Miya Masaoka: For Birds, Planes & Cello
Solitary B

Miya Masaoka: While I Was Walking, I Heard A Sound...
Solitary B

Characterizing Miya Masaoka's For Birds, Planes & Cello as a “continuous field recording with cello” is apt on the one hand but slightly inadequate on the other. Yes, a major percentage of the sound totality originates from field elements—the muffled roar of overhead planes and the calls of more than 150 varieties of migratory and native birds recorded at the San Diego canyon—but the description could be interpreted to mean that the cello and field recordings exist side-by-side in the recording. In fact, the cello playing of one-time Kronos Quartet member Joan Jeanrenaud is so seamlessly woven into the dense sonic foliage that isolating it seems misrepresentative. It's a minor point, admittedly—after all, the description suffices as a harmless description that's not meant to be scrutinized obsessively—yet it's perhaps not so minor after all, given the meticulous nature of the work's design and the subtle transformations that develop during its fifty-four minutes. That Jeanrenaud's playing doesn't conform to anything soloistic in the conventional classical sense is also understandable, given that the composer asked the cellist to match the timbre and frequencies of the birds and planes in the field recording after listening to excerpts of it. In short, the “soloist” in this context is asked to function as an integral, even indistinguishable part of the totality rather than overlay it with displays of bravura virtuosity. Put simply, Masaoka flouts expectations by not placing the cello at the forefront and by not relegating the field elements to the background. At the same time, the instrument does become a dominant textural voice during some passages but so too do the birds and the planes at other moments.

For Birds, Planes & Cello is a work of sound art but critically it's a far from static one. Though shifts in emphasis occur throughout, they're executed slowly and subtly. When the bird sounds initially dominate, the mood is bucolic but it turns menacing and oppressive when the planes emerge, sometimes so dominantly they drown out the other sounds (needless to say, it's also difficult not to hear the rising roar as threatening in a way that's sadly all-too-familiar in our post 9-11 “age of anxiety”). Still, even that's an overly simplistic characterization, as some of the bird calls are so violent, the word bucolic hardly applies. Naturally, the “birds-planes” and “cello-field recording” dichotomies assert themselves, with the former introducing at least one obvious thematic conflict—the purity of nature vs. the contamination wrought by humanity's presence the most obvious—which, to Masaoka's credit, is an overtone implied by this remarkable work rather than explicitly asserted.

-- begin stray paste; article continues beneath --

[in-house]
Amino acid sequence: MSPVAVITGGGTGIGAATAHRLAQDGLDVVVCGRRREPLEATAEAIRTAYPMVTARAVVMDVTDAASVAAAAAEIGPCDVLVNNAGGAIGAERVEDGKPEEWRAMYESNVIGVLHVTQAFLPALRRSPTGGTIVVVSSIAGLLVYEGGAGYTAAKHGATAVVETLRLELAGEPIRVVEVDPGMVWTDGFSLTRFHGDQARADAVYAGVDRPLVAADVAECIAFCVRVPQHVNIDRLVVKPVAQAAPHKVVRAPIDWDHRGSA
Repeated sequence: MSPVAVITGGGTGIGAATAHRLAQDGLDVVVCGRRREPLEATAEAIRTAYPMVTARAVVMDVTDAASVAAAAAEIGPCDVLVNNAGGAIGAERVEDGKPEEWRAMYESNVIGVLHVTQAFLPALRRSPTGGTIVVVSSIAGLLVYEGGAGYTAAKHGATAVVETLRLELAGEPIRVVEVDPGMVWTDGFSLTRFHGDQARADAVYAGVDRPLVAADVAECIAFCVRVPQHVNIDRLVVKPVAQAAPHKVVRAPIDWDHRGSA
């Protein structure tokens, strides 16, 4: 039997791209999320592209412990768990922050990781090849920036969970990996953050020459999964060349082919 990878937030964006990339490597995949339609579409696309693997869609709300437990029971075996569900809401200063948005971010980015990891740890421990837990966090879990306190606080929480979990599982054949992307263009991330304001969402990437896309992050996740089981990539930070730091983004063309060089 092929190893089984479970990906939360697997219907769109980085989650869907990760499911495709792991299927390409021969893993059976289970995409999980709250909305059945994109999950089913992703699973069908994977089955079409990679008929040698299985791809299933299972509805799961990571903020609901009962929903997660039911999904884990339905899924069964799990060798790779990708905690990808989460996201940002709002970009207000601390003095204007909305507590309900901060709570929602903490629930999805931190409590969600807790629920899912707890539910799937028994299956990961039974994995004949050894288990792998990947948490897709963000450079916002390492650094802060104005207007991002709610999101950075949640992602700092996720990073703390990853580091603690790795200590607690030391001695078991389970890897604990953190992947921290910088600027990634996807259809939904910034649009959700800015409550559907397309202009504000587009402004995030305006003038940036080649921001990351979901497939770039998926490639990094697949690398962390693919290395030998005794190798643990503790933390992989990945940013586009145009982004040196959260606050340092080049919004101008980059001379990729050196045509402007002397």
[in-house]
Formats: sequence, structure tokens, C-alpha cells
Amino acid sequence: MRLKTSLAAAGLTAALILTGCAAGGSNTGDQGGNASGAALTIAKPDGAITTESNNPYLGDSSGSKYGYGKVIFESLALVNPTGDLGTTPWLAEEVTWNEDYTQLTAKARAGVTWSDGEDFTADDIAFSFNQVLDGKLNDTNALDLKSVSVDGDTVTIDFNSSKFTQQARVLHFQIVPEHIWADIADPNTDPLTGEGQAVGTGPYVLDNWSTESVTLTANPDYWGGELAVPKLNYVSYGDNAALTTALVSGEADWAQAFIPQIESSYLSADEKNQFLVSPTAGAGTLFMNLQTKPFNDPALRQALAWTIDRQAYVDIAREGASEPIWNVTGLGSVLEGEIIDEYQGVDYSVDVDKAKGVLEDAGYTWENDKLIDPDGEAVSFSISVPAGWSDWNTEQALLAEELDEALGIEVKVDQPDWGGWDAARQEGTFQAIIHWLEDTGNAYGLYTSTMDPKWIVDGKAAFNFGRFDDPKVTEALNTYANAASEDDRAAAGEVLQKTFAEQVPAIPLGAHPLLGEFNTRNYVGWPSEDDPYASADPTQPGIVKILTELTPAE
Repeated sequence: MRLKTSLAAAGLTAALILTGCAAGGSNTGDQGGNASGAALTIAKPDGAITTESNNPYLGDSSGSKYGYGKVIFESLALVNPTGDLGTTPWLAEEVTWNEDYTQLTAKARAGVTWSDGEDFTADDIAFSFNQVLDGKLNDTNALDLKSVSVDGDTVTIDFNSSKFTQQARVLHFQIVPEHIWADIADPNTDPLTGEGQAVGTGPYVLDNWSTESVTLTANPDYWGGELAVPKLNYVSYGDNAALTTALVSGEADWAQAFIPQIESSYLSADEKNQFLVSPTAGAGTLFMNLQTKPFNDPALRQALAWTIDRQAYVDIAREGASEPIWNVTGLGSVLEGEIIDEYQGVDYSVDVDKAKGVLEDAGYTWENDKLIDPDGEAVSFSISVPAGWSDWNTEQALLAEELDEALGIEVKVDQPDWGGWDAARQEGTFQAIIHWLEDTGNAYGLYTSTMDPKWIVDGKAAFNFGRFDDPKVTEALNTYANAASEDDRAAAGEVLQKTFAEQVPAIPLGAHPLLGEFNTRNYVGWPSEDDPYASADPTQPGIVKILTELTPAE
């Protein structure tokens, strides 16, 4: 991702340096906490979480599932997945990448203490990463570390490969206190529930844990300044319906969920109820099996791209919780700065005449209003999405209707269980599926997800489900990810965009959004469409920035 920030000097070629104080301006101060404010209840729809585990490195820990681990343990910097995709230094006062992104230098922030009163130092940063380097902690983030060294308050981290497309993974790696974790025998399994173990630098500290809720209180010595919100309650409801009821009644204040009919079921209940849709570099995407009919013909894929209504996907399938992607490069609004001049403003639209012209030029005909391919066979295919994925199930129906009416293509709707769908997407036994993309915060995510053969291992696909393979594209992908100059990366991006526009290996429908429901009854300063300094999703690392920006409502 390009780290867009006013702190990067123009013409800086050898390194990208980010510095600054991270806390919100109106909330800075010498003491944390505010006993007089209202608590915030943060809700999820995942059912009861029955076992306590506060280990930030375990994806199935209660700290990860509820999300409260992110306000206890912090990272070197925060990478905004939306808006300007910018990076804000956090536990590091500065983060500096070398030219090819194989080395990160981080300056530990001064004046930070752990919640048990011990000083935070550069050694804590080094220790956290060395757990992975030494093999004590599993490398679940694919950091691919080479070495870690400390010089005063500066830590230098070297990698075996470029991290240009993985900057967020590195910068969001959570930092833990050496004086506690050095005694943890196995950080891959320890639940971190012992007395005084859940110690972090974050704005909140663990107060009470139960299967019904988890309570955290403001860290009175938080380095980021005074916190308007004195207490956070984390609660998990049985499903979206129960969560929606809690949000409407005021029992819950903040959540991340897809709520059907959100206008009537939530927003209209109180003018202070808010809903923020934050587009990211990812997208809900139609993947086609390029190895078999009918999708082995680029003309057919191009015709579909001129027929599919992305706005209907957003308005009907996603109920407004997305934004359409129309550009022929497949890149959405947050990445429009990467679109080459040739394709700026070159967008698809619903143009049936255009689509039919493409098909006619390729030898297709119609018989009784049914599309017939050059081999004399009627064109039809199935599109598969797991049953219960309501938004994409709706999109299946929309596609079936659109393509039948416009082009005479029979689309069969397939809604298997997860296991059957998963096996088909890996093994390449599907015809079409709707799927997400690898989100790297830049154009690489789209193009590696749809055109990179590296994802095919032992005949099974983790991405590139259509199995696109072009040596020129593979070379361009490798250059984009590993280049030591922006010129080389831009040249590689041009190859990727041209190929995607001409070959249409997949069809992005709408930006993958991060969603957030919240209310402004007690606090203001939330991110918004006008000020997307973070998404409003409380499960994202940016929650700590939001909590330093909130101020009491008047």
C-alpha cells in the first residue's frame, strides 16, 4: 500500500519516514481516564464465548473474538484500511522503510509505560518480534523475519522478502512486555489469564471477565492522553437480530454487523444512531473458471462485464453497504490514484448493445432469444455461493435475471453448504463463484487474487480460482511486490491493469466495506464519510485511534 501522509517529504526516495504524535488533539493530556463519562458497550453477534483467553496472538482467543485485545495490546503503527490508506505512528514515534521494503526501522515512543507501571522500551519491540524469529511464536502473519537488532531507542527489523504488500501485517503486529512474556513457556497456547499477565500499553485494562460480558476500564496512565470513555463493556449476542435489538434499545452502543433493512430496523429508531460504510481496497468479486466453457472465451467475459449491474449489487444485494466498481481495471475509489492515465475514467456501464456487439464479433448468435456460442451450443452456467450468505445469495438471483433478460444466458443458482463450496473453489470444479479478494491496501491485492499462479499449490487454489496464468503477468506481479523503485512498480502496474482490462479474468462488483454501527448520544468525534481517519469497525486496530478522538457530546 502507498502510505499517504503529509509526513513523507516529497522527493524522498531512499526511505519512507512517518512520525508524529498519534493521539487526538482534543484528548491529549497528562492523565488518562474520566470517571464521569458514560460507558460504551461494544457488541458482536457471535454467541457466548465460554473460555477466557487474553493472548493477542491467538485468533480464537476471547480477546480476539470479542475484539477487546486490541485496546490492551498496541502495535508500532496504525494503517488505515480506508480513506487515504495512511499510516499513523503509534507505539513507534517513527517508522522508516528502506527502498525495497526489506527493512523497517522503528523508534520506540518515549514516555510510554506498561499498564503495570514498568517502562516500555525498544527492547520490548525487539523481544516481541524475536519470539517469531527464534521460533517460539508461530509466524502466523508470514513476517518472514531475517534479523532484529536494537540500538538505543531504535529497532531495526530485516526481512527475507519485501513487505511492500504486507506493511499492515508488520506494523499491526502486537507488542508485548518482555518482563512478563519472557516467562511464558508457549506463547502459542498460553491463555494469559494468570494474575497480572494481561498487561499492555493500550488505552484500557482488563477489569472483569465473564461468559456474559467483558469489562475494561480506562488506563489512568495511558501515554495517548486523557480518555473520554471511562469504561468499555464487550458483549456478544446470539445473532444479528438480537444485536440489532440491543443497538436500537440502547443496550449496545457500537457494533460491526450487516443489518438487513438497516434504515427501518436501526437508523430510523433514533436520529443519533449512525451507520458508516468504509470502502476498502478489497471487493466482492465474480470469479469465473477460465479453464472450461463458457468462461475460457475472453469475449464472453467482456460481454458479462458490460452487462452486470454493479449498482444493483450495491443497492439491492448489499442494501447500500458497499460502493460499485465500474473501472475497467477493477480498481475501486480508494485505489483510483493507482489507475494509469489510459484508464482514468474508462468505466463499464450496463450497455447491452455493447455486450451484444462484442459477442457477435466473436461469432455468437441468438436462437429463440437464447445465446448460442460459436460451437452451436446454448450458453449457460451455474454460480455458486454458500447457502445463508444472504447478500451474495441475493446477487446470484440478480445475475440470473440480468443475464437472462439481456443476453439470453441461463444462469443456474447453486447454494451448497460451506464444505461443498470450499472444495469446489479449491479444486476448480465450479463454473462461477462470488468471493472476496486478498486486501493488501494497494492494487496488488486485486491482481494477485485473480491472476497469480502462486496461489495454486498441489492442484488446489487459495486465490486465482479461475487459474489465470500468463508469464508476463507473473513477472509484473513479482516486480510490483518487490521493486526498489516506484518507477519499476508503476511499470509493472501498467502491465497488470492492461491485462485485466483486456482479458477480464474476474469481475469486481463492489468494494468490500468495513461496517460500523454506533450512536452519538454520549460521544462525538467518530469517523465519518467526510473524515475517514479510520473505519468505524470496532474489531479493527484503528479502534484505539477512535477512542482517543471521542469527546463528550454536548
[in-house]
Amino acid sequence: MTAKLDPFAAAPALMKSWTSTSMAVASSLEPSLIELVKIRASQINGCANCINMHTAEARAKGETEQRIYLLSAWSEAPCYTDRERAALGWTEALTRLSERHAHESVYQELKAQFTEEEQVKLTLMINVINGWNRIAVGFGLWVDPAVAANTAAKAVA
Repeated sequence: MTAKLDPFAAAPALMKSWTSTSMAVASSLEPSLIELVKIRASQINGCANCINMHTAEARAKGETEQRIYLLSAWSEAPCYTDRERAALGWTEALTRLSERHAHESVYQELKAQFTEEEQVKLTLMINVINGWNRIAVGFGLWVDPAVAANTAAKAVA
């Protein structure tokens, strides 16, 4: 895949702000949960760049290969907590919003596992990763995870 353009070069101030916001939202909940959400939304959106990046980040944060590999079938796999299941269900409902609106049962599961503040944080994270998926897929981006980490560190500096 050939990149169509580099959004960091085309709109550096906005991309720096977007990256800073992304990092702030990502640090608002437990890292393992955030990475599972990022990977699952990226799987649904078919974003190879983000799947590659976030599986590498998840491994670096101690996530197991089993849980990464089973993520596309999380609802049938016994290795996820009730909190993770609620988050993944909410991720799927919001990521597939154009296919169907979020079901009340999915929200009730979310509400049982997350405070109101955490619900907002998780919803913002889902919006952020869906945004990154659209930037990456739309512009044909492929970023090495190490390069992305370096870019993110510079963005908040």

Masaoka's While I was walking I heard a sound ... is radically different from For Birds, Planes & Cello. Though both works obviously share an “environmental” dimension, While I was walking I heard a sound ... is an audacious four-part, thirty-one-minute vocal work scored for 120 singers: boy sopranos, male falsettos, and operatic singers constituting three choirs and nine soloists spatially dispersed in balconies. An emotive dimension is already in play whenever the human voice is involved, and especially so when it's the sole instrument, but Masaoka's writing exploits that emotive potential in the keening cries and haunting upper register wails that occasionally appear. Male and female voices are heard alone, in small groupings, and in large chromatic clusters; they alternately swell in unison, intertwine, overlap, echo one another, swell into polyphonic masses, and swoop up and down like sirens. At times Masaoka hews to a more traditional vocal presentation, as in the elegant counterpoint at the opening of Part 3, while at other moments she pushes the boundaries. Voices, whistles, and other effects simulate bird song at the start of Part 4 to such an elaborate degree a veritable nature sanctuary is suggested, and minutes later, singing suddenly morphs into laughter before the vocalists plummet en masse like waterfalls and finally expire in four exhalations. It's a fitting end, given the incredible vocal workout preceding it. Recorded in San Francisco's St. Ignatius Cathedral, While I was walking I heard a sound ... is one of those releases that begs to be heard in a surround sound context so that one can fully experience the work's spatial dimension; the immense reverberation that follows the massed exhalations in Part 3 is but one memorable moment on this exceptional recording.

October 2008